1. Uptake from circulation (where it needs albumin transporter) by liver 2. Intracellular storage 3. Conjugation with glucuronic acid (to make it soluble) 4. Biliary excretion

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Unconjugated bilirubin

Non-covalently bound to albumin. High affinity for membrane lipids leading to impairment of cell membrane function, especially in nervous system.

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Conjugated bilirubin

Very little should be in blood. Excreted by feces and urine.

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Hepatocellular disease

Makes a 3rd kind of bilirubin which covalently binds to serum albumin

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Jaundice

Deposition of conjugated and unconjugated bilirubin in skin and sclera. Looks yellow-green color

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Hyperbilirubinemia

Elevation in either unconjugated or both conjugated and unconjugated bilirubin. Could be caused by hepatitis or cirrhosis. If unconjugated alone increased comes from inherited or acquired disorders affecting bilirubin uptake or glucuronidation by liver.

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Unconjugated hyperbilirubinemia

May be caused by increased production of bilirubin or decreased clearance of bilirubin. All are mutations of glucuronyl transferase gene.

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Crigler-Najjar syndrome

Rare, autosomal recessive unconjugated hyperbilirubinemia caused by lucuronyl transferase deficiency. Bilirubin cannot be conjugated and stays in blood causing kernicterus (bilirubin-induced brain damage). Type I has severe jaundice and neurologic impairment. Type II causes lower serum bilirubin concentration and no neurologic impairment.

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Kernicterus

Bilirubin-induced brain damage

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Gilbert's syndrome

Neonatal jaundice. Temporary decrease in glucuronyl transferase deficiency which resolves itself as liver matures after birth. Treated with exposure to UV light which converts bilirubin to soluble form.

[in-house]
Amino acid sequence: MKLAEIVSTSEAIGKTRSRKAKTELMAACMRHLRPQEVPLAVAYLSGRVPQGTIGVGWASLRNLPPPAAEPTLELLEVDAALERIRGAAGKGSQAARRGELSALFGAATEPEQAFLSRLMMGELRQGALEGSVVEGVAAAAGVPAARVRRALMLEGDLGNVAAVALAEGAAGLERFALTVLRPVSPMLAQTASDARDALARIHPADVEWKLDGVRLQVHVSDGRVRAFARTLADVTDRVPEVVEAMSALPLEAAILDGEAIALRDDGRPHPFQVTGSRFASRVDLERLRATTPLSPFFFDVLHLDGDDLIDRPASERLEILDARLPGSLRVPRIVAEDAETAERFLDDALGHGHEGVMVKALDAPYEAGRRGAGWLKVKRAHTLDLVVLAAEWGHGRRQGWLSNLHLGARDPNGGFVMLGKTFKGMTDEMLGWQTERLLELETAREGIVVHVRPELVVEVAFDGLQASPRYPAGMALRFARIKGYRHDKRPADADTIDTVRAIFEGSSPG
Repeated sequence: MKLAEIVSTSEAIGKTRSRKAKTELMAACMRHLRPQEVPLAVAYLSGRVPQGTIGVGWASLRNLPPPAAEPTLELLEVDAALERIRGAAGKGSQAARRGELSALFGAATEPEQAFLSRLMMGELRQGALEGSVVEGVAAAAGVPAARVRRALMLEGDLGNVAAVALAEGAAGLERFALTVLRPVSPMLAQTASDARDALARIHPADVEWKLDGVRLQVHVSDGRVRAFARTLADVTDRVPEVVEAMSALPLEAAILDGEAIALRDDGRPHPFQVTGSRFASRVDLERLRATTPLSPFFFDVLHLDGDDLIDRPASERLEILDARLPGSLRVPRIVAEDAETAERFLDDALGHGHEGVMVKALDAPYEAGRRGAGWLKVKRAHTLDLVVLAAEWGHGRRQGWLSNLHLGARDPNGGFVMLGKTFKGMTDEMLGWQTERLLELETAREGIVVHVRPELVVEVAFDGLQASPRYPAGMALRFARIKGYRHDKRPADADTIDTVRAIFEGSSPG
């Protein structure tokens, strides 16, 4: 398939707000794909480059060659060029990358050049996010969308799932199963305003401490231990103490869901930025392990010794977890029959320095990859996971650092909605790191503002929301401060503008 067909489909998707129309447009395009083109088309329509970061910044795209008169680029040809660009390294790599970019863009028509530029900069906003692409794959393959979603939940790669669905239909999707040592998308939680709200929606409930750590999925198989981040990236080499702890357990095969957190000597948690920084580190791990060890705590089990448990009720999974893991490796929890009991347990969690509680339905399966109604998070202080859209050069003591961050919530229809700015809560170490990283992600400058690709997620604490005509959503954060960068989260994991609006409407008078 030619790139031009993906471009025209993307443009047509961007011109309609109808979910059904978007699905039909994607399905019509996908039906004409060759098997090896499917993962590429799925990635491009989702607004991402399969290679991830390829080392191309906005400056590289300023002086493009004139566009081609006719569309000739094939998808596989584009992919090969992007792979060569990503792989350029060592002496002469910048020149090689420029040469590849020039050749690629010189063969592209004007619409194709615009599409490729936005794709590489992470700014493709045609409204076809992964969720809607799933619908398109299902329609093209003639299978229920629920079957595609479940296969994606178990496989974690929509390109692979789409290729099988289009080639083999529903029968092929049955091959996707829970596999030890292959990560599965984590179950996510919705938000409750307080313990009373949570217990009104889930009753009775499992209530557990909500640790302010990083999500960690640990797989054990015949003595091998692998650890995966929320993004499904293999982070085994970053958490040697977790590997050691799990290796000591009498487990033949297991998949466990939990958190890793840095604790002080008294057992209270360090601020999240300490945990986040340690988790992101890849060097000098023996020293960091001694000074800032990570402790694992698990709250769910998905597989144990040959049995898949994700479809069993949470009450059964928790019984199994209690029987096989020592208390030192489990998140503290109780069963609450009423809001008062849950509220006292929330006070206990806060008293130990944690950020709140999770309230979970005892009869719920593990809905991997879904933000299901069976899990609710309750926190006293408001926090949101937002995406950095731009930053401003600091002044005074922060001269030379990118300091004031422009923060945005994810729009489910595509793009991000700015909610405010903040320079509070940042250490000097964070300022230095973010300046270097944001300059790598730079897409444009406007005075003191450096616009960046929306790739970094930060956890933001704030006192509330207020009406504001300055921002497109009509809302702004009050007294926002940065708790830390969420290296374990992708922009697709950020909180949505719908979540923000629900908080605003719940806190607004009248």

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2 main reasons for anemia

1. Under-production of mature RBCs 2. Loss of RBCs

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5 causes of underproduction of RBCs

1. Bone marrow disease 2. Deficiency in folic acid and/or vitamin B12 3. Underproduction of Hb 4. Underproduction of heme 5. Iron deficiency

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Idiopathic aplastic anemia

Bone marrow fails to properly make RBCs. Fanconi's syndrome and Aase syndrome are 2 known reasons for this.

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Fanconi's syndrome

Abnormal gene that damages cells and keeps them from repairing DNA resulting in idiopathic aplastic anemia

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Aase syndrome

Poor development of bone marrow resulting in idiopathic aplastic anemia

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Megaloblastic anemia

Type of vitamin deficiency anemia due to deficiency in folic acid or B12

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Pernicious (megaloblastic) anemia

Type of vitamin deficiency anemia due to malabsorbtion of vitamin B12 in GI tract

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Hypochromic anemia

Less Hb deposited in cells

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Iron-deficiency anemia

Most common form from blood loss, poor absorbtion, diet, lead poisoning (lead replaces iron ions in proteins).

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Hemolytic anemia

Premature destruction of RBCs. Could be for intrinsic (genetic) reasons or extrinsic.

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Thallasemias

Hypochromic and microcytic anemias

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Immune hemolytic anemia

RBCs destroyed by immune system (could happen with Rh factor difference between mother and fetus)